Bhai Balwant Singh Rajoana

Balwant Singh Rajoana is a Sikh from Punjab, India convicted for the assassination of Beant Singh (former Chief Minister of Punjab) on August 31, 1995. Rajoana was sentenced to death by a special CBI court in India. Beant Singh was killed by Balwant Singh's associate Dilawar Singh Jaisinghwala and Balwant Singh was the backup human bomb to be used had Dilawar failed in his mission.

Early years

Balwant Singh was born in Rajoana Kalan village near Raikot in Ludhiana district of Punjab into a traditional Sikh family. In 1986, he joined the Punjab Police. According to his elder brother Kulwant Singh, Balwant was a pacifist and was opposed to any kind of violence. As a child, he was fond of reading ghazals, novels and poetry. The works of Surjit Paatar and Jaswant Singh Kanwal played an important role in shaping his ideology.

Assassination of Beant Singh

In Punjab between 1992 and 1995, at a time when the Khalistan separatist movement was active in the state and the Indian government was aggressively seeking to control the movement. It is alleged that, during Beant Singh's tenure, tens of thousands of Sikhs were killed and their bodies cremated by the police in extrajudicial executions. Rajoana, who was a police constable at that time, conspired with Dilawar Singh Babbar, a police officer, to kill Beant Singh. Based on a coin toss, Babbar was chosen to be the suicide bomber with Rajoana as a backup. The attack on 31 August 1995 resulted in the death of Beant Singh and 17 others, and, on 25 December 1997, Rajoana confessed his involvement.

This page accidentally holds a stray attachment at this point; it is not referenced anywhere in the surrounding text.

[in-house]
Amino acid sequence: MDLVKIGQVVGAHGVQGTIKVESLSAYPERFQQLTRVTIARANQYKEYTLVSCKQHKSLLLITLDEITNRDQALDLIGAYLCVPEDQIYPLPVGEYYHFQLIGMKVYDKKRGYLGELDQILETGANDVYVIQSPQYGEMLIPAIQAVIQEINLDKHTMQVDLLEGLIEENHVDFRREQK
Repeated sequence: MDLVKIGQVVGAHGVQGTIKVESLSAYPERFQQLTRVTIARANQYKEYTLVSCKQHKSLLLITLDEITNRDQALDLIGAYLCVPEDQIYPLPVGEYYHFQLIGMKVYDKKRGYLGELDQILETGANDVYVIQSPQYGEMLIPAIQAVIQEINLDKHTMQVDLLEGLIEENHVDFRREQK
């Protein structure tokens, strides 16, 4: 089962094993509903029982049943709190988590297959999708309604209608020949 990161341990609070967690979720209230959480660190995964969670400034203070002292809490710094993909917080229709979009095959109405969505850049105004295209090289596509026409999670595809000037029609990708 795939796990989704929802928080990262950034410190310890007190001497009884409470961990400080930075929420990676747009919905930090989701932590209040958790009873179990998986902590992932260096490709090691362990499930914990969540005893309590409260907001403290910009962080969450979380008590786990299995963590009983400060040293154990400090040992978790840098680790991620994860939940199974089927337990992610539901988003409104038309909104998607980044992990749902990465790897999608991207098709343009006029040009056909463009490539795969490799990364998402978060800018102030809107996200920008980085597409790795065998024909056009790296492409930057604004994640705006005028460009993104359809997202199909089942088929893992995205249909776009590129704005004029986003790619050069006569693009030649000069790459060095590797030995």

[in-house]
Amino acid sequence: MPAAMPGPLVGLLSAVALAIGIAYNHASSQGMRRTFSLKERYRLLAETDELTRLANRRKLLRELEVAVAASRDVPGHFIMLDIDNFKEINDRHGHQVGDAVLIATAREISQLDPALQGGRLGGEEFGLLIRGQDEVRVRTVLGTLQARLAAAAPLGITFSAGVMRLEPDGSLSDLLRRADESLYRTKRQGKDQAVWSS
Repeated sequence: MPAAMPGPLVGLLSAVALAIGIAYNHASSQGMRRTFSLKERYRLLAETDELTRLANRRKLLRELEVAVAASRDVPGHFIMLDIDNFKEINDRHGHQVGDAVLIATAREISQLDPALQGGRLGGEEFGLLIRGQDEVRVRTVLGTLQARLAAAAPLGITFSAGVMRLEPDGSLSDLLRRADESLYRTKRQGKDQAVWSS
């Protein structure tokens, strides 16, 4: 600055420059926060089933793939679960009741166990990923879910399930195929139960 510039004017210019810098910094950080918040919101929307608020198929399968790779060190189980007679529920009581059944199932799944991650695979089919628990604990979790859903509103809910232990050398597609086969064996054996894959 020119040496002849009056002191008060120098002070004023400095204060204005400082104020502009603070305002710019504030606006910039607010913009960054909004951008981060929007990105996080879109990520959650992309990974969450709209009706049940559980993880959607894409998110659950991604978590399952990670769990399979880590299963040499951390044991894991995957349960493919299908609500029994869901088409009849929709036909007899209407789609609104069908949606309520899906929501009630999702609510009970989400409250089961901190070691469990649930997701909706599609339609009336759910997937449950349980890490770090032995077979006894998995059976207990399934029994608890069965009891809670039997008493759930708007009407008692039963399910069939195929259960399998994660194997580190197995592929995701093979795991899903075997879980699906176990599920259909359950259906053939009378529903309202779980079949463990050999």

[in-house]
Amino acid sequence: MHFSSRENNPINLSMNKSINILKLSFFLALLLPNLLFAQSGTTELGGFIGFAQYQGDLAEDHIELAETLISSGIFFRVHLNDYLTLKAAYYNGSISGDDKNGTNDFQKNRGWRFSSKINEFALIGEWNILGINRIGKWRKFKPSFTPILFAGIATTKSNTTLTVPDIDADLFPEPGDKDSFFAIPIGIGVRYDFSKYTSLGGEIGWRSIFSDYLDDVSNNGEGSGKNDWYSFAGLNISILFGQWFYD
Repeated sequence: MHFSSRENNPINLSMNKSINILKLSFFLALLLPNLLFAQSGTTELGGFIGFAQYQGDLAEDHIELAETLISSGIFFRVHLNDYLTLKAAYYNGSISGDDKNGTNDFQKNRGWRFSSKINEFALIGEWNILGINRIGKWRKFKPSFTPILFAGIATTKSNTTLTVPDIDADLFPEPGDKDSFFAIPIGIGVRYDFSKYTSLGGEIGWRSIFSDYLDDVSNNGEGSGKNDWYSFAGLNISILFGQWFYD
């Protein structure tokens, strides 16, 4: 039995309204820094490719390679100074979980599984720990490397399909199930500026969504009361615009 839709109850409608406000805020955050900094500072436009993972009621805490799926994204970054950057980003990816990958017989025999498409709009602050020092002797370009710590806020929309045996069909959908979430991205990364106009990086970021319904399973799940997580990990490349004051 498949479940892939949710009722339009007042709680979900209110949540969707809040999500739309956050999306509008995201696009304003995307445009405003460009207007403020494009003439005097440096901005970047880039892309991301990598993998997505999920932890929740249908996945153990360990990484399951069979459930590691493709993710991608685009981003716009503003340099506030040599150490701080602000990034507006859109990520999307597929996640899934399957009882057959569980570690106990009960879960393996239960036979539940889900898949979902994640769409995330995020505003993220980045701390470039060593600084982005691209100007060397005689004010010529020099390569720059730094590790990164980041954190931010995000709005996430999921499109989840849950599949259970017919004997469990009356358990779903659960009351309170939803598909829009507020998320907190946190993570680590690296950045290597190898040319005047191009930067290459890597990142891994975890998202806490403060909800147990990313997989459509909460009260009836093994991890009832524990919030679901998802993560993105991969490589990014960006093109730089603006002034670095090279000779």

Conviction and death sentence

Balwant Singh had "openly confessed" an involvement and strongly expressed no faith in Indian judiciary. He refused to defend himself and refused to take a lawyer. He accused Indian courts of applying dual standards of law and the Indian judicial system of shielding the culprits of 1984 anti-Sikh riots."Asking for mercy from them (Indian courts) is not even in my distant dreams" Rajoana said in an open letter to Media.

Explaining his actions, Balwant Singh referred to the 1984 anti-Sikh riots and talked about how the perpetrators had not been punished even after 25 years. In a letter to the Chief Justice of the High Court, he complained about discrimination at the hands of the country's judicial system and the rulers. Rajoana defended his actions citing the 1984 Operation Blue Star offensive at the Golden Temple and the killing of Sikhs during the 1984 anti-Sikh riots.

Rajoana was sentenced to death by a special CBI court and his execution was scheduled for 31 March 2012. In his will, Balwant Singh said that his wish was to donate his eyes to Lakhwinder Singh (Ragi at Golden Temple Amritsar) and his kidneys, heart or any other body part to needy patients. On March 28, 2012 India's Home Ministry stayed the execution following clemency appeals filed by the SGPC, a Sikh organization.

On stay of his execution, Balwant Singh said, I have dedicated my life to the Panth and have no regrets. So the stay doesn't make any difference to me". He also added, "This is a victory of real Khalsa Panth after every member of the Sikh Nation rose to the occasion and successfully conveyed the strength of the Khalsa religion. I am ready to be hanged at any time and will live till the God permits me. My happiness over the stay shouldn't be considered as my weakness. I am happy because Sikh nation has shacked the walls of Delhi government, not because my hanging has been postponed."


On 23 March 2012, he was awarded the title of "Living Martyr" by Akal Takhat, the highest temporal seat of the Khalsa. Rajoana initially refused to accept the title, but later on 27 March, he accepted the title, saying that it will make him "more determined" towards his goals. Dilawar Singh Jaisinghwala was also awarded the title of "National Martyr" in the same order from Akal Takht.